Investors are pulling out of exchange-traded funds for emerging-market bonds at the fastest pace since November after a three-month rally pushed down yields and dimmed the allure of the securities.
U.S.-based ETFs focused on developing-country bonds have posted a net outflow of $400 million this month, according to data compiled by Bloomberg through yesterday. That’s bigger than any full month since November, when they lost $406 million.
The extra yield investors demand to hold dollar-denominated debt in developing nations over U.S. Treasuries fell to the lowest since May 2013, when emerging-market assets sank after the Federal Reserve signaled it would trim stimulus. Dollar bonds in developing countries have returned 6.3 percent this year after losing 5.6 percent in 2013, the most since Bloomberg started compiling the data in 2010.
“After a big rally, it’s becoming tricky now,” Bob Maes, a money manager who helps oversee $4.9 billion in developing-nation assets at KBC Asset Management SA, said by phone from Luxembourg. “The spread is very tight, susceptible to any rise in U.S. Treasury yields. We’ve reduced our outlook for emerging-market external bonds to neutral.”
The yield spread over Treasuries fell yesterday to 270 basis points, or 2.7 percentage points, the smallest since May 28, according to data compiled by Bloomberg.
Investors pulled $190 million out of the $4.1 billion iShares JPMorgan Emerging Markets Bond ETF, the largest of its kind, on May 1, the biggest one-day outflow since January 2013. A month earlier, the fund attracted a record one-day inflow of $210 million. The ETF rose 0.4 percent to $113.77 today, gaining for a fifth day.
The ETF outflows came just as some investors including Jeffrey Gundlach, the chief executive officer at the $50 billion investment firm DoubleLine Capital LP, are turning optimistic. Gundlach said in a Bloomberg News interview on May 6 that he’s “quite bullish” on emerging-market debt.
JPMorgan Chase & Co. analysts kept their neutral recommendation on emerging-market government and corporate bonds yesterday, saying in a client report that “tight valuations” are balanced by stable Treasury yields.
Ten-year Treasury yields have stayed between 2.58 percent and 2.8 percent since February. Fed Chair Janet Yellen said in testimony today to the Senate Budget Committee that Treasury yields aren’t likely to increase in the absence of a more robust economic recovery.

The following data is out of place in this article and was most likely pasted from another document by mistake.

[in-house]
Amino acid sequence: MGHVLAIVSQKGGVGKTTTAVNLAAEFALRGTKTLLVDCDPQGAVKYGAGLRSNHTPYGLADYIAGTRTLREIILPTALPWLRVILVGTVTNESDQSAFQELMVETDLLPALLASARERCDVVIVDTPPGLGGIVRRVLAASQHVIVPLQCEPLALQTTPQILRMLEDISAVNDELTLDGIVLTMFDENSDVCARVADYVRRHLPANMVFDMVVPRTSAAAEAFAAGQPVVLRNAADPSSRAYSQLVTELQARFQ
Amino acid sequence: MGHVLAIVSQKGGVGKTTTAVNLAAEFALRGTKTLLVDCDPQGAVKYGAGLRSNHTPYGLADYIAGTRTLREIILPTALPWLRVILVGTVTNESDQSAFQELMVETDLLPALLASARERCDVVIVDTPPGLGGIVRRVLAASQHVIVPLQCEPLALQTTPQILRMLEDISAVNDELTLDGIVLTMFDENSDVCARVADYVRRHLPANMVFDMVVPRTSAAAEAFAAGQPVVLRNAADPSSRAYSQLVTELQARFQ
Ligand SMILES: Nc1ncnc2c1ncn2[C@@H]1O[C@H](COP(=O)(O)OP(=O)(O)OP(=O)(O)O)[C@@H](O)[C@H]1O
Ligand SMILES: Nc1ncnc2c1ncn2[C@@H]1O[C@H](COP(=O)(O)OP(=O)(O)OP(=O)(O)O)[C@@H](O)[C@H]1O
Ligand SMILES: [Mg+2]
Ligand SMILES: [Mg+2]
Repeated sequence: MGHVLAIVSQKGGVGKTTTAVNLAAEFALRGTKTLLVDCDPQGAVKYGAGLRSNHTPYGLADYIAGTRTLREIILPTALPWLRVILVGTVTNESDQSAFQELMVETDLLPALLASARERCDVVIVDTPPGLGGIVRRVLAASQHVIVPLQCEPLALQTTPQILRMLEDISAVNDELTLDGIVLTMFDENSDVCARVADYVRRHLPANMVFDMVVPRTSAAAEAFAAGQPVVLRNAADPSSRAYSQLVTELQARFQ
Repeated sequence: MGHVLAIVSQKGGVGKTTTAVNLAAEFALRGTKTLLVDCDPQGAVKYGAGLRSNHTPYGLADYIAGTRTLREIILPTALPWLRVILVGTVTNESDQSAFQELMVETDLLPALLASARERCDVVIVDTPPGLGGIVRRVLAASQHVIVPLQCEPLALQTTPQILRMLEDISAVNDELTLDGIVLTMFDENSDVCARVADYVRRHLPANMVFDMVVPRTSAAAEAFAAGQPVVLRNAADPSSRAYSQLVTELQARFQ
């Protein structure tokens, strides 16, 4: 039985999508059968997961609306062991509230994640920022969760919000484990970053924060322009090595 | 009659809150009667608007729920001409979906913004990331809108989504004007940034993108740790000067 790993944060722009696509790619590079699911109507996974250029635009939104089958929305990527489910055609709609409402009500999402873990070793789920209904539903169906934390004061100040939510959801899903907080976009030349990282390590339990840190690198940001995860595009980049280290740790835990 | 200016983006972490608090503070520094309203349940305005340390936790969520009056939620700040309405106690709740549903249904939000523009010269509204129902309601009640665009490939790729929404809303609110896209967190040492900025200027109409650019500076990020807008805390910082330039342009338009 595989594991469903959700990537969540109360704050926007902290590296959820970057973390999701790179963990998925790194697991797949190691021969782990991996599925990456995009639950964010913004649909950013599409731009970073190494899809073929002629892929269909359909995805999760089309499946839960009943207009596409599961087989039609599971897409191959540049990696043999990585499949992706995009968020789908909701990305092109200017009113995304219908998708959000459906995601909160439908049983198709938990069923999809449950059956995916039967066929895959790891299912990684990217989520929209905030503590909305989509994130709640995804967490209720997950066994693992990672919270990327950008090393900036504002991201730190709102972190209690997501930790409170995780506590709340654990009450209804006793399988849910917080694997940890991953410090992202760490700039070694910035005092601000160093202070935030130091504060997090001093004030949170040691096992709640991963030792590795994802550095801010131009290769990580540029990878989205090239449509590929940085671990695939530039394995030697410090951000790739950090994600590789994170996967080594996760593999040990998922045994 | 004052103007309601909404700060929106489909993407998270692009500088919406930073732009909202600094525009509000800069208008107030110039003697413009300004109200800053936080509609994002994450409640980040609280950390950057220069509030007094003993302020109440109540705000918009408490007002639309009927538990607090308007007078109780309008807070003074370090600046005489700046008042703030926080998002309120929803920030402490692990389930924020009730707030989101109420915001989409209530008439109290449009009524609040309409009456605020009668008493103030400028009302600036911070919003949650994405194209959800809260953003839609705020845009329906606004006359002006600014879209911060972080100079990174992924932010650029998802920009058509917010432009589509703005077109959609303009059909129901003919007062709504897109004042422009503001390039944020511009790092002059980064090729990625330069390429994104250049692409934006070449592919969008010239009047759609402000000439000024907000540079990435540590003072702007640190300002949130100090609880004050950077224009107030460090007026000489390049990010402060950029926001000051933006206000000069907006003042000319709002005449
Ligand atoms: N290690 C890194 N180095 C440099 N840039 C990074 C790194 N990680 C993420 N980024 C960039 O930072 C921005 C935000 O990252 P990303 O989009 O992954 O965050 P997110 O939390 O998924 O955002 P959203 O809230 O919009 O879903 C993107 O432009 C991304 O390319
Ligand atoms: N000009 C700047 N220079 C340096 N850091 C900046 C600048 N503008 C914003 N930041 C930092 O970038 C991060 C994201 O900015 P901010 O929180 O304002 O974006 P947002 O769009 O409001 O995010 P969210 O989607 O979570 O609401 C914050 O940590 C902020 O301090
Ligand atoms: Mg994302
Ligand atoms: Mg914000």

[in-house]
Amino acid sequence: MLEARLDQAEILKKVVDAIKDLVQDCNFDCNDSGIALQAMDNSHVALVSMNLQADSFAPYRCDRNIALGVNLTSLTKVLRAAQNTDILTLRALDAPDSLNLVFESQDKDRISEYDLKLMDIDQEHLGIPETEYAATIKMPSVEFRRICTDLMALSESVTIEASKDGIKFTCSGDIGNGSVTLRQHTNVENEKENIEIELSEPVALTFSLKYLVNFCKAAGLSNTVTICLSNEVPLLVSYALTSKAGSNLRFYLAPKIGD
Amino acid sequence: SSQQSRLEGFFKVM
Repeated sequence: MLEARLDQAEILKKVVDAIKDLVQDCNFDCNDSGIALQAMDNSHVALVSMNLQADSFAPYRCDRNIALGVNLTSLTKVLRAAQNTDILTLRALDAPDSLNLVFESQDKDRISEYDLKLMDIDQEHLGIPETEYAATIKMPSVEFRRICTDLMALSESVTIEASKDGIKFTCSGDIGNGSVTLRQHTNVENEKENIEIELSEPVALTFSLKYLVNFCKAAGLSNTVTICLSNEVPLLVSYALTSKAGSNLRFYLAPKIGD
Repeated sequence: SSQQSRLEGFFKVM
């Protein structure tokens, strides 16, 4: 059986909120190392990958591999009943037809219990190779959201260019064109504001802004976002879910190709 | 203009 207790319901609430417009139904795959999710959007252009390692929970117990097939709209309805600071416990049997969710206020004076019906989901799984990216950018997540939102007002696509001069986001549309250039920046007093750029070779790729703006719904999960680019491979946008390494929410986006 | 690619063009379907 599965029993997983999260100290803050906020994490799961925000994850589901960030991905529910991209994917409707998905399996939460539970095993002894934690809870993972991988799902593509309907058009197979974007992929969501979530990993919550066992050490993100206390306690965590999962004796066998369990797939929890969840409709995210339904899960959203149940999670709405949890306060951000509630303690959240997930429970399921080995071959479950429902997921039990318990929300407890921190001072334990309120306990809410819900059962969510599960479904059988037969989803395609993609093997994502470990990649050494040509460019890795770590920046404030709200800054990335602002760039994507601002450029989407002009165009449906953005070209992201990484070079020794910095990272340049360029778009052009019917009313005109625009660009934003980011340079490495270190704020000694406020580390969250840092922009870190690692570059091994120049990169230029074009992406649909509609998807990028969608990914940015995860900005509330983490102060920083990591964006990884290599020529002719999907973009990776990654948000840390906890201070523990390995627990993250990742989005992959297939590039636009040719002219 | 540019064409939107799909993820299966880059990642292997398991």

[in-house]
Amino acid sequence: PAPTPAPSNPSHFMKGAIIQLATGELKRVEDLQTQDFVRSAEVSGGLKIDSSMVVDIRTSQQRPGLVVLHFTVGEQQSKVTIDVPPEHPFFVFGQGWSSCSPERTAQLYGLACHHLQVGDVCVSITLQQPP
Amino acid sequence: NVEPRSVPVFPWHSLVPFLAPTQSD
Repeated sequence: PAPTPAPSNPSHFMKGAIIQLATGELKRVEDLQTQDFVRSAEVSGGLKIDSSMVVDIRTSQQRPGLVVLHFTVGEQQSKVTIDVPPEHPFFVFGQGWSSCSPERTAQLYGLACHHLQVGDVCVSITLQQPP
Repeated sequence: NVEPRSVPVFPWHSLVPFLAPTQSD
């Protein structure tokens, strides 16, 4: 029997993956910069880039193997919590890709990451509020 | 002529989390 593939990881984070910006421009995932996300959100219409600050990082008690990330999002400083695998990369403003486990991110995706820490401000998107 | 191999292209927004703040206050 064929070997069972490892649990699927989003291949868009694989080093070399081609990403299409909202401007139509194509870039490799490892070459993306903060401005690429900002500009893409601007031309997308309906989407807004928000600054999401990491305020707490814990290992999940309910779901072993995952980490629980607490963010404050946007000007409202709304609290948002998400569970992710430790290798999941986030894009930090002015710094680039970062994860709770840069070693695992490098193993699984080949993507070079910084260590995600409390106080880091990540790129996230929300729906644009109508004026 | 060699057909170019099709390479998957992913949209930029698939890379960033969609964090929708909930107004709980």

While investment-grade bonds are vulnerable as their valuation becomes stretched, lower-rated notes are still attractive because global interest rates remain low, said Jim Barrineau, New York-based director of Latin America fixed-income at Schroder Investment Management.
At 11.9 percent, the average yield of Venezuela government bonds is 965 basis points higher than Treasuries, according to data compiled by Bloomberg. That compared with an average yield of 6.25 percent on Greece bonds, which share a B- rating with Venezuela at Standard & Poor’s.
“For non-investment-grade corporates and high-yield sovereign bonds, they can still rally given the compressed global yields,” Barrineau said by phone.
Compared with U.S. junk bonds, developing-country debt still looks cheap, said Julian Jacobson, emerging-market bond manager at Fabien Pictet & Partners Ltd., which oversees $200 million in assets.
Yields on emerging-market government bonds are 126 basis points lower than U.S. high-yield corporate bonds, compared with an average difference of 205 basis points over the past two years, according to data compiled by Bloomberg. The Bloomberg emerging-market index has an average rating of BBB-, the lowest investment grade, or four steps higher than U.S. junk bonds, which are rated B+.
“On a relative basis, emerging markets have plenty of room to go,” said Jacobson in a phone interview from London.